Gender equality needs male attentive silence

Women’s History Month celebrates the historical impact of women and should be seen as an opportunity to teach men an important lesson: listen.

Coming from someone who was raised by a single mother, a few aunts and too many strong women to count, I learned women don’t need men to speak for them. I discovered through observation and discussion about how women communicate, emote and interact with each other and with men. However, unlike other uninformed individuals, I will never claim to be an expert on women.

During a Philosophic Issues in Sexuality course I took in the fall, male students were the main contributors in discussions focusing on gender and women issues. A Yale study on male versus female class participation noted that, out of all class exercise or event participants, men participated in class 57.2 percent while women participated 42.8 percent — even when adjusting for attendance.

The 10-year study also quoted a professor saying, “Men talk more regardless of how much they have to say.”

WNYC, a public radio station in New York and a NPR affiliate, aired a podcast Feb. 6 with Amelia Greenhall, executive director of Double Union, a San Francisco hacker space for women. Greenhall criticized technology entrepreneur Vivek Wadhwa for being a self-proclaimed expert on women in the technology industry.

“What really gets me is that he’s taking up space and, like, sucking all the air of the room from this conversation about sexism in tech and gender issues in tech which is a really big deal,” Greenhall said. “And somebody who has any actual experience or something useful to say isn’t getting quoted.”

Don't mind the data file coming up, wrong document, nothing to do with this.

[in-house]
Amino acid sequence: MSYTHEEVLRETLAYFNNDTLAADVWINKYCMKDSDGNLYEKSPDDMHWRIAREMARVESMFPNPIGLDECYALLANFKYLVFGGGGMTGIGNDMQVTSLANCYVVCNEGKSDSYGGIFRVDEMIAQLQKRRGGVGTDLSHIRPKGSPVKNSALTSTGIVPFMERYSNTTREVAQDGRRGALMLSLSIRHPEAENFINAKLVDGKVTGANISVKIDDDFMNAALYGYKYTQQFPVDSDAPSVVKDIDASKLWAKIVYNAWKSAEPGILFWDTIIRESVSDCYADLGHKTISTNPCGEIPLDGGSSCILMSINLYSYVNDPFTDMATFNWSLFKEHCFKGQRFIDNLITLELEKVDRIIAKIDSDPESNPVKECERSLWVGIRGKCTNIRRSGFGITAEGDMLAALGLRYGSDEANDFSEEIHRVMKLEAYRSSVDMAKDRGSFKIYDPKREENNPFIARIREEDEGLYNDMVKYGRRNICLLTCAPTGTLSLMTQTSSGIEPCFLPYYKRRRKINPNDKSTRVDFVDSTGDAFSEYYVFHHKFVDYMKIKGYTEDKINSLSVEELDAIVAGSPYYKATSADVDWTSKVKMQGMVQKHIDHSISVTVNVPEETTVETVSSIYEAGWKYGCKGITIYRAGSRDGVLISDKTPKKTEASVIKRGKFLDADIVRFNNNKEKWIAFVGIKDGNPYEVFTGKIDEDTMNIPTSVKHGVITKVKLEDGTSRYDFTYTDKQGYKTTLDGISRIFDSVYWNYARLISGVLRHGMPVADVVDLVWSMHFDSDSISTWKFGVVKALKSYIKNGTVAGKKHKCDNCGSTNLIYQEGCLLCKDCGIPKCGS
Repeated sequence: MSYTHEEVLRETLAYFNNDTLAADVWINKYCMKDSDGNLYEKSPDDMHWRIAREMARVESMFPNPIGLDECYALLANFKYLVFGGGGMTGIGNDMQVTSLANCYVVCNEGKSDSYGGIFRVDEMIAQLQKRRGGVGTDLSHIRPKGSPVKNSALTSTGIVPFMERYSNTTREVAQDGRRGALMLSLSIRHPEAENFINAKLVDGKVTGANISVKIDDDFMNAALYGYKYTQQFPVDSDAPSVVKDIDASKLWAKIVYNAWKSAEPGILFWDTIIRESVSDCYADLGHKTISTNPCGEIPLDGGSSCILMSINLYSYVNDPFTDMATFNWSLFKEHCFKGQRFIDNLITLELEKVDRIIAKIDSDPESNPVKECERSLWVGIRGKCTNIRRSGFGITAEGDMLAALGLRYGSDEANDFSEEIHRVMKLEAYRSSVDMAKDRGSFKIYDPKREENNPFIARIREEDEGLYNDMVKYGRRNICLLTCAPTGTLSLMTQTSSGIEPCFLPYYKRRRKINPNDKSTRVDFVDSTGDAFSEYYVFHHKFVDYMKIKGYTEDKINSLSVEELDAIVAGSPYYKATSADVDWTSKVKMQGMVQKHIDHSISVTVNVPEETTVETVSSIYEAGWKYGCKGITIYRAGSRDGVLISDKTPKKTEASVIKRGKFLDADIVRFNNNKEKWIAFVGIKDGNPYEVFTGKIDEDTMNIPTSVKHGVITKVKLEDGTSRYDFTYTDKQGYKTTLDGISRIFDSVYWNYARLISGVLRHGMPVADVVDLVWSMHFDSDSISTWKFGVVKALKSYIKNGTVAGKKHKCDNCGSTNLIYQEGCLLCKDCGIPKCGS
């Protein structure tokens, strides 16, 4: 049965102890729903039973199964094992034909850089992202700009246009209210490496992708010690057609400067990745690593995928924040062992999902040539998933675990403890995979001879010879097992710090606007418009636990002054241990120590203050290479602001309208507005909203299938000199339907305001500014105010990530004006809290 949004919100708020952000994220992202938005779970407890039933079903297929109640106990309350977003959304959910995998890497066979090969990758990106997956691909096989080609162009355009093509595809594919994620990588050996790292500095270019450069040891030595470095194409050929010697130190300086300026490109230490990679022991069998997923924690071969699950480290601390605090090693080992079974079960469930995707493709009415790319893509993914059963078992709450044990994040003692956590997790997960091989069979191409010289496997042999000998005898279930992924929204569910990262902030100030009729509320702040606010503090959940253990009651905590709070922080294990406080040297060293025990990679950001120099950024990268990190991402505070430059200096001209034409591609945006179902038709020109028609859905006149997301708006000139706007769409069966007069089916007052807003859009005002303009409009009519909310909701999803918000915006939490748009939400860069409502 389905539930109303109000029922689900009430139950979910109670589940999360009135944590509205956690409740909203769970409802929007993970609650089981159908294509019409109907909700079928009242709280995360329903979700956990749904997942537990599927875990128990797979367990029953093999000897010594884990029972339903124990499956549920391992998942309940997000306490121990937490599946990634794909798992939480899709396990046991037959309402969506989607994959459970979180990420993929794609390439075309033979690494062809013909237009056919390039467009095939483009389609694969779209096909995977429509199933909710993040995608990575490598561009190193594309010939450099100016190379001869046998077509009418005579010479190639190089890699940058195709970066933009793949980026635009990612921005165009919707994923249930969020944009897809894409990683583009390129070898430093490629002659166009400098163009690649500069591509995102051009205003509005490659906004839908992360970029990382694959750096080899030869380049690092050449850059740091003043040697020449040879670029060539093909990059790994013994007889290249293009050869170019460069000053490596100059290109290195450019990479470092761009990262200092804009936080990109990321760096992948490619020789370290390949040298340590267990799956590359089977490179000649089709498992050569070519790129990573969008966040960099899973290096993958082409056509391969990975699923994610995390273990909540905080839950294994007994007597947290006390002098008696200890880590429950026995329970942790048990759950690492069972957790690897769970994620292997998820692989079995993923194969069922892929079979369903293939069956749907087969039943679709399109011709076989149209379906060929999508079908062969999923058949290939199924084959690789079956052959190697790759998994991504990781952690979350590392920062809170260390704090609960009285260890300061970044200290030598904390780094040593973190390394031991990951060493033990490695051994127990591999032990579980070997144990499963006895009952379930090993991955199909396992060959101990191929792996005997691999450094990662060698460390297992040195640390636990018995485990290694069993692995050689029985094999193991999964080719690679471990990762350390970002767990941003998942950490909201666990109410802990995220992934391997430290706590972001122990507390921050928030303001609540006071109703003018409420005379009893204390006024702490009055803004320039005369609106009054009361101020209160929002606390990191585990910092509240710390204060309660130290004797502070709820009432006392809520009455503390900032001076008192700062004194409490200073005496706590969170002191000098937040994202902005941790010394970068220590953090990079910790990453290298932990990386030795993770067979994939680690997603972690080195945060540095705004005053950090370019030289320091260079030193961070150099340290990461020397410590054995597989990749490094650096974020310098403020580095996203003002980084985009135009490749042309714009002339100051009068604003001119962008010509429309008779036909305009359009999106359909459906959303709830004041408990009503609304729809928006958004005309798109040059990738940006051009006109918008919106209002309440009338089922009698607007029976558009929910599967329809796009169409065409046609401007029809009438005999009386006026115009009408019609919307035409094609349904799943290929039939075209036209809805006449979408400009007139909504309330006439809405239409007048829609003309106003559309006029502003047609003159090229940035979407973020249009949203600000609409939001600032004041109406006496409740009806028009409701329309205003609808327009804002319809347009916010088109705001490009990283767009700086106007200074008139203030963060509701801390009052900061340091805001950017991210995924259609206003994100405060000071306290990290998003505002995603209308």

The podcast was removed after Wadhwa pointed out that he was not contacted for a comment.

Wadhwa is the latest male public figure to come under fire for speaking for women instead of listening to them.

While the WNYC producers’ journalistic practices may have been called into question, their target, Wadhwa, was correct because men cannot and should not be experts on women.

Wadhwa said in a Feb. 23 blog post, that he will remove himself from the debate on gender inequality and allow women to take the floor in light of the WNYC broadcast.

Even though I can understand Wadhwa’s intentions for advocating for a seemingly disadvantaged social group, knowledge about gender comes from first-hand experience and claiming to be an expert on women is unwanted.

The psychological, mental, structural and social characteristics of women are too complex for any man, including me, to fully explain on his own. Still, the only strategy to reduce the gap between men’s knowledge and women’s experience is an open line of communication.

For example, instructors should not continue class discourses without an equal amount of men and women participating to help create a culture where everyone participates and speaks equally. Men need to let women speak for themselves everywhere from the classroom to the workplace to see what it is like to live in a “man’s world” without any of the benefits. While important discourse on gender is necessary, one truth remains: To learn about women, men first need to listen.